What’s the point of a proposal? Why use sites like Angel Investment Network? Why not just send your full business plan to people you want to invest?
Well, for a start, not everyone has the contact details of a large number of investors just sat in their inbox. Networking/Connection sites like Angel Investment Network hold the key to advertising your latest business venture to thousands of prospective investors so that you can find the right ones to suit the nature of the project. That sounds a little sales-y, I know, but it’s important to understand in order to realise the significance of the short proposal instead of the full-blown business plan.
When you’re marketing an idea to thousands of people, not just in the fundraising community but anywhere, you cannot simply take it for granted that people will actually take time to consider your idea; in any marketplace thousands upon thousands of ideas are competing to grab the attention of the onlookers. Precedence is not always, and certainly not necessarily, defined by merit, but rather by the ability to capture attention.
Don’t think ‘I know my idea is brilliant, so why wouldn’t investors read my business plan? They’d be stupid not to…’ That attitude will help you raise the square root of nothing. Think instead ‘How can I make it so that investors literally cannot wait to get their greedy paws on my business plan and start properly digesting my idea?’
Here’s where your short proposal comes in. It is meant to be pithy and concise. Something that can be easily understood and result in them wanting to know more. It is the first rung on the ladder towards them investing; and that can often be the hardest part – getting them to step onto the ladder. Once they’re on, of course some may fall off on the way to the top, but at least you’re beginning to win them over and it becomes progressively harder for them to get off.
As such you should consider your proposal as a ‘hook’, to use Nir Eyal’s term, or in internet-speak a CTA (call-to-action). In your proposal make them love your idea enough to take the next step. Tell them the best bits. Don’t swamp them in superfluous detail.
Tip #4 “How big’s the itch and is it spreading…like a rash?”
To continue the itch metaphor from proposal tips #2 and #3 (which dealt with the importance of giving a clear explanation of the itch you scratch and how you scratch it), in this post I’d like to touch on the size of the itch and how it’s growing.
For those of you beginning to find my strangled metaphor tedious, I’ll stop. I’m talking, of course, about the market your business operates/plans to operate in.
It’s no use solving a problem – even if you solve it unbelievably well – if it’s a problem only extant for a single hermit on the remote island of Tristan de Cunha, then it’s great for the hermit, but not a viable business (unless he’s sitting on pots of gold).
The problem you solve has to be one that a large and growing number of people suffer from without a solution; and are willing to pay for.
The more statistics you have to indicate this, the more prospective investors are likely to give your idea credence! There are plenty of websites available to help you with this, so don’t skip this bit…
So far in this series we’ve discussed 2 of my 3 recommended first steps for starting your pitch in a way that makes investors instantly grasp the value of your idea.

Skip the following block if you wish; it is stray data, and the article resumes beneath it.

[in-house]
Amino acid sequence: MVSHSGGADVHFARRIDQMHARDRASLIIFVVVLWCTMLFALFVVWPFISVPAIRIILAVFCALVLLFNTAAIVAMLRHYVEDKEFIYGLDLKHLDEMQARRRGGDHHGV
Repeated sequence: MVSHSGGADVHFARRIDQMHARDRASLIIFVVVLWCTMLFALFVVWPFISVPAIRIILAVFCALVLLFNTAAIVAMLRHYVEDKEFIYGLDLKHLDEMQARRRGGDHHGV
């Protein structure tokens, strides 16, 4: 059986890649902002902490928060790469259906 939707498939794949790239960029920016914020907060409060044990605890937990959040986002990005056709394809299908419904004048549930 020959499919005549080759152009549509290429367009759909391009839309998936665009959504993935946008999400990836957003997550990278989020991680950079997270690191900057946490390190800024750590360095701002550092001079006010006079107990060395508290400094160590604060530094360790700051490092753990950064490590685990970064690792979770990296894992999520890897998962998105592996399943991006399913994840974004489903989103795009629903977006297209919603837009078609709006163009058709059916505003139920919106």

Third up is the natural corollary of the problem, that is, the solution.
Tip #3 “How do you scratch that itch?”
Once you’ve made the effort, as set out in Proposal Tip #2, to give a cogent explanation of the problem, and the investors have started to relate to the pain point, then you hit them with your solution.
How you do this will depend hugely on what your solution is, but the key point is to make it super clear. No one will understand your solution as well as you do – so don’t expect them to. Set out your explanation in as simple as possible terms as if explaining to a total novice.
Entrepreneurs often make the mistake of being too technical at this stage under the mistaken belief that if they sound like a genius then the prospective investor will fall head over heels and want to invest.
If someone doesn’t understand your idea quickly they’ll look elsewhere for an idea they can understand and relate to quickly.
You’ve been warned for this week…
Renowned entrepreneur and angel investor Guy Kawasaki says a pitch only needs 10 slides. This infographic shows which slides you should include when trying to grab angel investors’ attention, make them want to find out more and hopefully write a cheque.
This infographic explains each component of an elevator pitch to ensure you hit the highs and provide all the necessary information.
What’s your top tip for entrepreneurs pitching to investors?
Angel investor Dave McQueen give his top 3 tips on how to deliver a perfect elevator pitch.
Nathan Gold, founder of The Demo Coach, and Scott Case, co-Founder and CEO of Startup America Partnership, discuss a wide range of pitch do’s and don’ts. Watch as they provide live feedback on pitches from several startups.
Learn 7 crucial steps to create your rock-solid business plan and head for startup success
You have a powerful idea for the next big thing, but before you sell it to anyone, you have to get it all down on paper. It’s time to make a business plan. How do you know if you’re headed in the right direction? Washington State University created an infographic that provides 10 guidelines to help prospective entrepreneurs organize their thoughts and wow potential investors.
What’s your Number 1 business plan tip?